William Wordsworth’s “Tintern Abbey,” from Wordsworth’s Poetical Works. Volume 2. London: Edward Moxon, 1836. The Brownings’ Library. P. 162.

William Wordsworth’s “Tintern Abbey,” from Wordsworth’s Poetical Works. Volume 2. London: Edward Moxon, 1836. The Brownings’ Library. P. 162.

The exhibition is broken up into three parts, focusing in turn on “Recognition,” “Prayer,” and “Gratitude” as they relate to human participation in the natural world. Throughout the nineteenth century, writers like Elizabeth Barrett Browning (1806-1861), Christina Rossetti (1830-1894), Gerard Manley Hopkins (1844-1889), and others, saw that both humanity and the natural world are cared for by God. These poets warn against simply using nature rather than recognizing its value in God’s eyes, and suggest that attending to nature’s inherent dignity may lead to a better understanding ourselves of what it means to be children of a creative God. These poets encourage us to ask: What have we missed out on because of the carelessness of our nineteenth-century ancestors? What will our own children miss out on because of our carelessness today?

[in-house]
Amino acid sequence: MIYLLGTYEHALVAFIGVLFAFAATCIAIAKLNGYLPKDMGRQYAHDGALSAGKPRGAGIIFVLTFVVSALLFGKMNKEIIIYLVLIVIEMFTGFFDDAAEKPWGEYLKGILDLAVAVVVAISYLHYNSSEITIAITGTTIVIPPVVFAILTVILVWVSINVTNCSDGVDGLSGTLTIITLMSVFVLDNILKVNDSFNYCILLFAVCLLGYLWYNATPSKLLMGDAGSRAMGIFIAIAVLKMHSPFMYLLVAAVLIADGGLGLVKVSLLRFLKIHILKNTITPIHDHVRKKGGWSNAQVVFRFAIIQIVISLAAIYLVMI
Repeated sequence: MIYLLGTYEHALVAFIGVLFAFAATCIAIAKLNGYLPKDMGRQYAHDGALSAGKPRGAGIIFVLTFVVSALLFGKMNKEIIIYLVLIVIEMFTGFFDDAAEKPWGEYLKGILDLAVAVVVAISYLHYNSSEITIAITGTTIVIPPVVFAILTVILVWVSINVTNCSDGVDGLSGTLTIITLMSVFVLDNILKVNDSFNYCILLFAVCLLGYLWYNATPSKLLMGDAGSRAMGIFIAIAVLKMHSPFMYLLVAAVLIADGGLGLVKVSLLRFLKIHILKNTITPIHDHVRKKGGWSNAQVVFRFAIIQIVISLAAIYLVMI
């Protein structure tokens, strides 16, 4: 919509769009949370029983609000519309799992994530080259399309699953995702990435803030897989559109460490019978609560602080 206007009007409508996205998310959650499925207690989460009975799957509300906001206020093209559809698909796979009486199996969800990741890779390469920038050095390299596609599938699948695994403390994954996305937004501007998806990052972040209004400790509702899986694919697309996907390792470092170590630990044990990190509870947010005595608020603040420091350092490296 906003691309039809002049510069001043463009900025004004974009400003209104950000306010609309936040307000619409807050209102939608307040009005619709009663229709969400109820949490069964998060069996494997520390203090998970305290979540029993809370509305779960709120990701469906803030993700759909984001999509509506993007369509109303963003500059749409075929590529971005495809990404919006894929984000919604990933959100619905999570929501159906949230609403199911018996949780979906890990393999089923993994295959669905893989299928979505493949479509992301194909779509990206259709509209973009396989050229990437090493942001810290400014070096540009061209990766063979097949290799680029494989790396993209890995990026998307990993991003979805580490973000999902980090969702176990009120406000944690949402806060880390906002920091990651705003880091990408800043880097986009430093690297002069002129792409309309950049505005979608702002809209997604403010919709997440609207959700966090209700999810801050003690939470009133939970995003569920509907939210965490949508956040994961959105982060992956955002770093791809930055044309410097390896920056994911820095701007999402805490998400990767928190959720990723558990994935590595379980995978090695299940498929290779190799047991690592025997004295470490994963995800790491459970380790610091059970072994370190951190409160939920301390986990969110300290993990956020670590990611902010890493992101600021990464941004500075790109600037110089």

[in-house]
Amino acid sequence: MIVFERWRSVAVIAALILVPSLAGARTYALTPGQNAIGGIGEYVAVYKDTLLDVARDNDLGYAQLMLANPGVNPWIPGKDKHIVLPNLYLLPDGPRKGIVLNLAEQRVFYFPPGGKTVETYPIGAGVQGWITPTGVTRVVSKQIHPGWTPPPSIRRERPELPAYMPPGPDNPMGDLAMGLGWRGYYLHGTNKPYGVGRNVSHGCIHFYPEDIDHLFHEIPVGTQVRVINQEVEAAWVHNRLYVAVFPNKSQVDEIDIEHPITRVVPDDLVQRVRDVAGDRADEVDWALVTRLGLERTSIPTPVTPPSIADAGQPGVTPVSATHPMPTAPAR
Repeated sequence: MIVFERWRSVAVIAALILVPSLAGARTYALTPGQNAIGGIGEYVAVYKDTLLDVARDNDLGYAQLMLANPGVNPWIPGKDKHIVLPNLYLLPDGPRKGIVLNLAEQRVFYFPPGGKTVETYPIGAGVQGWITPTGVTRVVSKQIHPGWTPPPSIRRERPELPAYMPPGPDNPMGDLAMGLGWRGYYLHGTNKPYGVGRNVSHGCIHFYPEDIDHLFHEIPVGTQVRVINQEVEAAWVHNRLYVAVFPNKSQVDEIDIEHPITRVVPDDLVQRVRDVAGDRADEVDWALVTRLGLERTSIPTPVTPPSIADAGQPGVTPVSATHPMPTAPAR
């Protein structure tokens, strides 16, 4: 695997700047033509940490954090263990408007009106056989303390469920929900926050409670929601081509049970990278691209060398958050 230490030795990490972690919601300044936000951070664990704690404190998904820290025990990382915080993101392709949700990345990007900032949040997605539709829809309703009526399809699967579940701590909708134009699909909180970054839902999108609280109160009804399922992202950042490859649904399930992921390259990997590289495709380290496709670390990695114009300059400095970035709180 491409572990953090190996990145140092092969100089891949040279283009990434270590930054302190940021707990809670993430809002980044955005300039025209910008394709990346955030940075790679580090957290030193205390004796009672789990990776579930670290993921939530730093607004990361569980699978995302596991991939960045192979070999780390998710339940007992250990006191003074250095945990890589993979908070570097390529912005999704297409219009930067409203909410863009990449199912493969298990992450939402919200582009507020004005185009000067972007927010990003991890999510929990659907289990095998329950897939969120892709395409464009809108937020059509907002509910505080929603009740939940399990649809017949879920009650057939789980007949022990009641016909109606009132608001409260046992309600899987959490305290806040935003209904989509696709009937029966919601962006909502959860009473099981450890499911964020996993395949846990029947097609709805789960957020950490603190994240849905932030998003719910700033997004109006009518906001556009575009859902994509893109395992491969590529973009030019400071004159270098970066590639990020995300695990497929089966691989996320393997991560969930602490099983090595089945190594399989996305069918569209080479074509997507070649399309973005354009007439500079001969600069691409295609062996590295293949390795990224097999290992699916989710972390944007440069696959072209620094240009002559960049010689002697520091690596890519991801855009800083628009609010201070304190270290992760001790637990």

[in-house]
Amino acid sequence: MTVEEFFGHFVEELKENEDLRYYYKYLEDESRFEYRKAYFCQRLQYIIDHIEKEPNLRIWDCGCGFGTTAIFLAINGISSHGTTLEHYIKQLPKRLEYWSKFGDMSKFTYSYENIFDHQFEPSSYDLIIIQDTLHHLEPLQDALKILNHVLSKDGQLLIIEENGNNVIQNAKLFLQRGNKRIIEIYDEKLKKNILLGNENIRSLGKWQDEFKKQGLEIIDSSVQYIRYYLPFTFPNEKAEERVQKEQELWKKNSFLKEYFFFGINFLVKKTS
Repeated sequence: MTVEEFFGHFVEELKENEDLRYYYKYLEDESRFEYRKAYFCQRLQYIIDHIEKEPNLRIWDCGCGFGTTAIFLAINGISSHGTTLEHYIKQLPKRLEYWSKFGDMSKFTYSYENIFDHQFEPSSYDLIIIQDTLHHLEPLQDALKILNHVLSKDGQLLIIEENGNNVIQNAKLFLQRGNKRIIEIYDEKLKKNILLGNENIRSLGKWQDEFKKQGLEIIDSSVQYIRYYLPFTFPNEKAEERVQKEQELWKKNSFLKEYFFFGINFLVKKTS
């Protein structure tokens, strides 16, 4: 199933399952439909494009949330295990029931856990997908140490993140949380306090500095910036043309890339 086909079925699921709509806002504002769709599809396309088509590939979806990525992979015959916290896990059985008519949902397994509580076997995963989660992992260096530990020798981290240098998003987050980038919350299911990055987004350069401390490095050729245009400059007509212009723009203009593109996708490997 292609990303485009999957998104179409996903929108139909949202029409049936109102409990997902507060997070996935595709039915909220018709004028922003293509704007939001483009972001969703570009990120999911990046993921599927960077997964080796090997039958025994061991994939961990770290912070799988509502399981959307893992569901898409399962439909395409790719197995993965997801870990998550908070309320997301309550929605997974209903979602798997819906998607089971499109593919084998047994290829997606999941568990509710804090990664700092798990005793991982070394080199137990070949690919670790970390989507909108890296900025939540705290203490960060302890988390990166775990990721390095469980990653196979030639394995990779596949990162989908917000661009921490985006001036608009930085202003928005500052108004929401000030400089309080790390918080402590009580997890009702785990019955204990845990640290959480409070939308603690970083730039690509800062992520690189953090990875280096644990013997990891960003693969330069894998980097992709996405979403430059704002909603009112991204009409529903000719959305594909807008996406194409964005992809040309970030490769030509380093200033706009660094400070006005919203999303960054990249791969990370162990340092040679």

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The section on “Recognition,” highlights Barrett Browning’s “Patience Taught by Nature,” Hopkins’s poem, “Binsey Poplars,” and Christina Rossetti’s “Innocent Eyes Not Ours.” When Elizabeth Barrett Browning writes, “Grant me some smaller grace than comes to these,” she implies that non-human nature receives God’s grace as freely as humanity does. In “Binsey Poplars,” Gerard Manley Hopkins argues that deliberately harming nature is actually an act of violence against God. Rossetti’s poem is an excerpt revised from her longer work, “To What Purpose Is This Waste?” published by her brother William Michael Rossetti after her death. Both the excerpt and the full poem challenge readers to consider the nature’s value apart from its utility in human industry. Rossetti suggests that such value lies in nature’s inherent posture of praise: “All voices of things inanimate / Join with the song of Angels and the song / Of blessed spirits, chiming with / Their Hallelujahs.” If the natural state of the created world is continual praise of God, we are challenged to treat the natural world with the same reverence we give to the rest of his children. Moreover, we can even learn from nature how best to do praise the Creator ourselves.